Lately I’ve been pondering the relationships artists have with other artists.
I think in some ways, there’s this mistaken dream that artists all gather collectively the way we imagine it was done in 1920’s Paris; a utopia of sorts for artists to mingle, support, and commiserate with each other.
A scene from the movie Midnight in Paris:
Gil: I would like you to read my novel and get your opinion.
Ernest Hemingway: I hate it.
Gil: You haven’t even read it yet.
Ernest Hemingway: If it’s bad, I’ll hate it. If it’s good, then I’ll be envious and hate it even more. You don’t want the opinion of another writer.
Online, I’ve been fortunate to connect with many artists, mostly visual artists, but artists of other genres as well. Perhaps it’s the distance between us, the safe barrier of computer screens shielding us from the snickering, eye-rolling, and snide comments we’ve experienced in real life. Maybe it’s the sense that we share a common bond, not only of marketing ourselves as a business online, but also a common lack of artist-to-artist relationships in the real world.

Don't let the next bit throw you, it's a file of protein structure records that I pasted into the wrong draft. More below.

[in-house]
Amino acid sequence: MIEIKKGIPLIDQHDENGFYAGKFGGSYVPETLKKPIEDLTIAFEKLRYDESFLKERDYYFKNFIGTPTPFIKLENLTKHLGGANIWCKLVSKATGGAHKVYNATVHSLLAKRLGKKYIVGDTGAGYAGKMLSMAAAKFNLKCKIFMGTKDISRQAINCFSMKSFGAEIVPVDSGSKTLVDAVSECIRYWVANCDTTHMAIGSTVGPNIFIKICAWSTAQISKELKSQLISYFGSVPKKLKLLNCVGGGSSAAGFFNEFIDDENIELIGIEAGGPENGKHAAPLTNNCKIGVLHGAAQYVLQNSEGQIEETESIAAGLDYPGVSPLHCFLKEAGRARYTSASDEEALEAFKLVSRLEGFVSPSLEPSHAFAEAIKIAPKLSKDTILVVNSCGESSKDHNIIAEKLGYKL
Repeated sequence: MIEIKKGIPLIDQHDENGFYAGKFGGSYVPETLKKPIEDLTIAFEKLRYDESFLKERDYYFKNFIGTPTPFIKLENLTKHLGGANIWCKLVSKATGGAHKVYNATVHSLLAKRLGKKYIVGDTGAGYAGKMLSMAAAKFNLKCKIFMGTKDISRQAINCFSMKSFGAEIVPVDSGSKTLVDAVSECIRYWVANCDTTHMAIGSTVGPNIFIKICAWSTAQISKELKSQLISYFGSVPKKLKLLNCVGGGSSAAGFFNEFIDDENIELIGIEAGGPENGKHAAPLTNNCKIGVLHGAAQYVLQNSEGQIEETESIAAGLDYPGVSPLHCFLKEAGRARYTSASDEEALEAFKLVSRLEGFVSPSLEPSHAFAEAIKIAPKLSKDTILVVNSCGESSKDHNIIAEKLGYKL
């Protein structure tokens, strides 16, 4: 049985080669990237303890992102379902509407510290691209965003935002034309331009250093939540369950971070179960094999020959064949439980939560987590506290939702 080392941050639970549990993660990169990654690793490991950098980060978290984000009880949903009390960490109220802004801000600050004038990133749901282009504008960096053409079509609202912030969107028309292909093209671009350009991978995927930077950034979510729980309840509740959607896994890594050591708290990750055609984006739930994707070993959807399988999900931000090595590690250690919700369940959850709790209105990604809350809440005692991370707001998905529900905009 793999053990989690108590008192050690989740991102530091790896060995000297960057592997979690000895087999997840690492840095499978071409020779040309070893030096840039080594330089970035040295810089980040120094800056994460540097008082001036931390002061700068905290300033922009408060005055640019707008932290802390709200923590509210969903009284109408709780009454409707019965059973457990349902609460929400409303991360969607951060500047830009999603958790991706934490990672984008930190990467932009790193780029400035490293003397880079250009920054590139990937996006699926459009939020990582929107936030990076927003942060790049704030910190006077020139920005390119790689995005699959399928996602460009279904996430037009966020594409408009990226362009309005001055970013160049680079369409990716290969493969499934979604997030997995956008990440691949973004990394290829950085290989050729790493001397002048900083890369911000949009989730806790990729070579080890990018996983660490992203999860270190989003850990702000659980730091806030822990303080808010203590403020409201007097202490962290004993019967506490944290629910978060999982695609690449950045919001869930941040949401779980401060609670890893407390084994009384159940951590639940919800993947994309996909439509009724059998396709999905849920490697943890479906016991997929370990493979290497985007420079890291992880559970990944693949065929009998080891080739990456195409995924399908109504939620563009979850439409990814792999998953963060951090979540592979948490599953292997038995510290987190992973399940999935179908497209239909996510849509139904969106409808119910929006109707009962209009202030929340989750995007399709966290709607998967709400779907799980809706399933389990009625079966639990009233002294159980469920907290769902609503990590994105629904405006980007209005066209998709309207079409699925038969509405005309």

Or, maybe we just have a wider audience in which to find people we truly click with.
In real life, at least for me personally, I find an odd, awkward distance in communication between myself and other artists. For whatever reason, conveniently, my real-life artist friends are the least likely to comment on my Facebook updates, acknowledge anything about my life, or ask how I’m doing when they see me. Continue reading